Scientists use muons to study how materials behave at the very small scale. By investigating how materials react to pressure changes, we can learn about ground states (the lowest energy state of an atom or of a collection of atoms forming a solid material), how the constituents of materials interact and behave, as well as determine their microscopic parameters. High pressure research has become one of the most significant fields in muon spin rotation/relaxation experiments (µSR).
Muons are produced at large research infrastructures. One of those is the Paul Scherrer Institute (PSI) in Switzerland where, as part of the SINE2020 Activity on Sample Environment, a team published a review of high pressure µSR experiments. The paper addresses the following topics:
In summary, this work concludes that the most important parameters to perform successful µSR measurements under pressure are the following:
At present, the only practical choice for µSR experiments are piston-cylinder pressure cells, which provide a reasonable amount of sample space. The team at PSI is working on improving the characteristics of this type of cells within the boundary condition to use them in an existing sample and cryogenic environment. Their experimental tests reveal that more than 50% of the muons can be stopped in the sample by using a piston-cylinder pressure cell with 7 mm of inner diameter and about 30% for a 5 mm cell. On the other hand, given that 7 mm cells sustain less pressure than the 5 mm ones, the optimum choice of the specific pressure cell is dictated by the experimental requirements.
µSR is widely used for studies of magnetism such as, for example, to investigate microscopic magnetic properties of solids, for studying materials in which magnetic order is random or of short range, or samples containing multiple phases or which are partially magnetically ordered. The µSR technique is also a powerful tool to measure length scales of superconductors. µSR is a unique microscopic probe of vortex arrangement, fluctuations, pinning, flux-lattice melting, and the decomposition of flux lines into two-dimensional “pancake” vortices.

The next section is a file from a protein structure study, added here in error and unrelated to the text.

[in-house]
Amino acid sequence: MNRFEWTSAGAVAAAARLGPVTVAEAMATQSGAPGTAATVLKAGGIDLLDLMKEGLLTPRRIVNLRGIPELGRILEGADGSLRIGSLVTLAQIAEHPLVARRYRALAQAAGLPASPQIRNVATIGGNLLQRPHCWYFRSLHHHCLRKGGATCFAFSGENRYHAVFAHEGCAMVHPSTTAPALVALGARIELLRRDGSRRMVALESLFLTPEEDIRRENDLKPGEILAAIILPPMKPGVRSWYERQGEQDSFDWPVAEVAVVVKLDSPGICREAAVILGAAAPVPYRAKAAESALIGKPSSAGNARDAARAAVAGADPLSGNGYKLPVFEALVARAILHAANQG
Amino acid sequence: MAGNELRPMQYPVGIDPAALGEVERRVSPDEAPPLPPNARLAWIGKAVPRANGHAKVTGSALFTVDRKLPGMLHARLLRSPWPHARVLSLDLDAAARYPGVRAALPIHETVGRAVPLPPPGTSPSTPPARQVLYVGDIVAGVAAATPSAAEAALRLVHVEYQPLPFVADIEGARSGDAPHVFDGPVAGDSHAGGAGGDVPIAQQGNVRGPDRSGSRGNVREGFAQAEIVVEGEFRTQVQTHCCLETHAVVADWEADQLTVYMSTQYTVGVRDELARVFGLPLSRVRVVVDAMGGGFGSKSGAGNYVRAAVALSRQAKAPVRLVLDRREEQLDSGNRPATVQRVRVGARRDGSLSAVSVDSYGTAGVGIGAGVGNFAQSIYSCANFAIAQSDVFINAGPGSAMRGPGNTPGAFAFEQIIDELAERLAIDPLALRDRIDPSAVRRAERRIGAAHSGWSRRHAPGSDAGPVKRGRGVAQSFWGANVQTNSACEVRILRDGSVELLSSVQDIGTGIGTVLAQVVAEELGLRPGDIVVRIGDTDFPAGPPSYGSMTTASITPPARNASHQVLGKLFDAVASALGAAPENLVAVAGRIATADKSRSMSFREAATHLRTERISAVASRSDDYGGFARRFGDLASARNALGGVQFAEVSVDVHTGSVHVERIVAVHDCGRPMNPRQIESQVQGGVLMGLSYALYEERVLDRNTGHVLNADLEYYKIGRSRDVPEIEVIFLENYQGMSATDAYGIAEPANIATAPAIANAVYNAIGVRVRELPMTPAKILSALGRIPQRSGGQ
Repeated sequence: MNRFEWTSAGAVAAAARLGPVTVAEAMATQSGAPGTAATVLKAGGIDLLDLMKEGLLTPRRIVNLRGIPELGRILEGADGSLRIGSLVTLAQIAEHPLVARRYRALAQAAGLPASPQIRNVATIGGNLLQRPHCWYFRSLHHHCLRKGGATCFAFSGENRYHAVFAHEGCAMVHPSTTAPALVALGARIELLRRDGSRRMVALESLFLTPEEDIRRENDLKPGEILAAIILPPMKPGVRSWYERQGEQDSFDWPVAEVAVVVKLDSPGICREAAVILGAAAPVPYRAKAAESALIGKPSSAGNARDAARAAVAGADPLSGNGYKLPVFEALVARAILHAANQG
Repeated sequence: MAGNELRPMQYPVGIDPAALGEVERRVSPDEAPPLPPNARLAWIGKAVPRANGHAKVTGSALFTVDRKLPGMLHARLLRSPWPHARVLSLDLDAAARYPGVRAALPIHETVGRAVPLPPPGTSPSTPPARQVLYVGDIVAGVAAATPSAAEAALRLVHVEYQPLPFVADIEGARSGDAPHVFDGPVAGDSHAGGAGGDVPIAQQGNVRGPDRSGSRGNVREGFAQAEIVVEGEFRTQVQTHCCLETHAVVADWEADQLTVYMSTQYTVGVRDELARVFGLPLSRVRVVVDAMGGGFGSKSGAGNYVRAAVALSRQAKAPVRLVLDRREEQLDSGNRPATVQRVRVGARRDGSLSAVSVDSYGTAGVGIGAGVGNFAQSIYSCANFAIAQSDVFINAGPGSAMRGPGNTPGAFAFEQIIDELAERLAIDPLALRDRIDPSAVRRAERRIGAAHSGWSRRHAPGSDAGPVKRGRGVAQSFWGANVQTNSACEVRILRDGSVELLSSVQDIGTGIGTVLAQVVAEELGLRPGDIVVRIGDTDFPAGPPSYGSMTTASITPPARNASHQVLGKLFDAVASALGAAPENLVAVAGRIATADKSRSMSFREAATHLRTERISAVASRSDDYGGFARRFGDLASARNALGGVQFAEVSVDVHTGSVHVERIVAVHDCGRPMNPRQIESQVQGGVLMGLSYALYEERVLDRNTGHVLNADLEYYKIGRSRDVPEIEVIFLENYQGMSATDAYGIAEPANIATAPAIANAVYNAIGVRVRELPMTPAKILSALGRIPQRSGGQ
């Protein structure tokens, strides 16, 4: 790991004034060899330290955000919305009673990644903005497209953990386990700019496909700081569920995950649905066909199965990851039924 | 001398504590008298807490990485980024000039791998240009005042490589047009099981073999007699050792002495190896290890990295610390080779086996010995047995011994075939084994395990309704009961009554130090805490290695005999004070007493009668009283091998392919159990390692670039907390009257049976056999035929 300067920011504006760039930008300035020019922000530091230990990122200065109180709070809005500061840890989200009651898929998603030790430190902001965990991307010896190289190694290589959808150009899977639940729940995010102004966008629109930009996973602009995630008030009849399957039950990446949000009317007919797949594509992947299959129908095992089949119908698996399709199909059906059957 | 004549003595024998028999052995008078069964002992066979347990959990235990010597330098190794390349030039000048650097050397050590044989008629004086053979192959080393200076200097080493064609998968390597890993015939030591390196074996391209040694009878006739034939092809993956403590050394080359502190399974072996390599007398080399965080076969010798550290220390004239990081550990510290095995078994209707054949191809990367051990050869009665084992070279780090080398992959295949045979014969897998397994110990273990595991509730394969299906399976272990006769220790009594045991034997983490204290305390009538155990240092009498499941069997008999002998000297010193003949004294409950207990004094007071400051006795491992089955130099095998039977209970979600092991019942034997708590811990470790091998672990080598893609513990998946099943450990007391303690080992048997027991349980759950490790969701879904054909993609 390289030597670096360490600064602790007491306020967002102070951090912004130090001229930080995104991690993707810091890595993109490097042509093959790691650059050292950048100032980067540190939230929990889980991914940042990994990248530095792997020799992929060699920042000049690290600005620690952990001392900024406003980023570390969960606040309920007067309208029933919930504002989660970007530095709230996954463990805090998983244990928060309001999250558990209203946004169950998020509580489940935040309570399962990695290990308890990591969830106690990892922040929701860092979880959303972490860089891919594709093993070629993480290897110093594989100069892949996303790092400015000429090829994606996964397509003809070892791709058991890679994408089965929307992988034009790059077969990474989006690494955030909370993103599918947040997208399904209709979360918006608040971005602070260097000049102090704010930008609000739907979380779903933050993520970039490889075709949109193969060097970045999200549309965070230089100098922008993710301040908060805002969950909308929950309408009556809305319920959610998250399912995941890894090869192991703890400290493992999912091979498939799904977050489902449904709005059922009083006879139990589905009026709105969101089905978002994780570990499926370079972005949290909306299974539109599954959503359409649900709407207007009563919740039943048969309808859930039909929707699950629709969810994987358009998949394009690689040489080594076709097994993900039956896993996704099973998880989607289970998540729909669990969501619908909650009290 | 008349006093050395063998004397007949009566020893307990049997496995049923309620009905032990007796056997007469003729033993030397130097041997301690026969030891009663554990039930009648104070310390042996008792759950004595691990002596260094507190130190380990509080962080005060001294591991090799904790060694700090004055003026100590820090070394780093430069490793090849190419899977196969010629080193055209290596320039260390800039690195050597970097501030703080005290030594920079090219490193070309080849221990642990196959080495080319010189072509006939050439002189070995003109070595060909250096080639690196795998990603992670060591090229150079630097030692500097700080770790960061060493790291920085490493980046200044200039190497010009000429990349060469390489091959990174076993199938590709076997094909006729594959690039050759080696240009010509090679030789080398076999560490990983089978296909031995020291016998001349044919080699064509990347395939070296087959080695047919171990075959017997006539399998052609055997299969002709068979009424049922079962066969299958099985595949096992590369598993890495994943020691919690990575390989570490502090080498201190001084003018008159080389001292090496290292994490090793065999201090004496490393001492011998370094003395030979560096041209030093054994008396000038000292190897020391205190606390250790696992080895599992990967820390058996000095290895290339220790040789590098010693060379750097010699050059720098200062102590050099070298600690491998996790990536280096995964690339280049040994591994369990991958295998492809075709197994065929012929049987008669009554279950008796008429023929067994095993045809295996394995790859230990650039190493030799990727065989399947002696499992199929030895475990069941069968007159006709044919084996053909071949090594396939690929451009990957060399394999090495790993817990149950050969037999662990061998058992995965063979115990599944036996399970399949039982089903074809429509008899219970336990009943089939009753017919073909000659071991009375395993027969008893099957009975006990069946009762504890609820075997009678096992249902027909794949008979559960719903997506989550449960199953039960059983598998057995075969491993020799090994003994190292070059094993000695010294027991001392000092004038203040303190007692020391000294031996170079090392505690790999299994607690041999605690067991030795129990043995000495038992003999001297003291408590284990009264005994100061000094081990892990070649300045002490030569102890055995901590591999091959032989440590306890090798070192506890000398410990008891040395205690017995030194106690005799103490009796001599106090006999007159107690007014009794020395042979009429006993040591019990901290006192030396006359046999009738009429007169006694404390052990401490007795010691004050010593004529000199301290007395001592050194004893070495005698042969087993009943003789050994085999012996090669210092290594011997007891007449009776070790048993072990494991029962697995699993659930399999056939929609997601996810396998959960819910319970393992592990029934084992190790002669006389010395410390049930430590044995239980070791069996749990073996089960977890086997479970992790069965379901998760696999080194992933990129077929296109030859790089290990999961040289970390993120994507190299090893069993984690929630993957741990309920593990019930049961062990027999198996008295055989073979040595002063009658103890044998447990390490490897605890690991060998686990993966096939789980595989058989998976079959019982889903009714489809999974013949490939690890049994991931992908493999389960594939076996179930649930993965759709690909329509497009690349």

Taking part of SINE2020 has important advantages for the PSI muon team. Funding through SINE2020 was essential for the team to start with optimising the pressure cells by performing the finite element analysis simulations. A key aspect is the possibility of exchanging knowledge and experiences with the world known pressure experts as well as to learn the technique by visiting pressure labs and facilities.
To learn about specific examples of the use of µSR for high pressure studies, please see the review published in the journal High Pressure Research, Volume 36, 2016 – Issue 2. http://dx.doi.org/10.1080/08957959.2016.1173690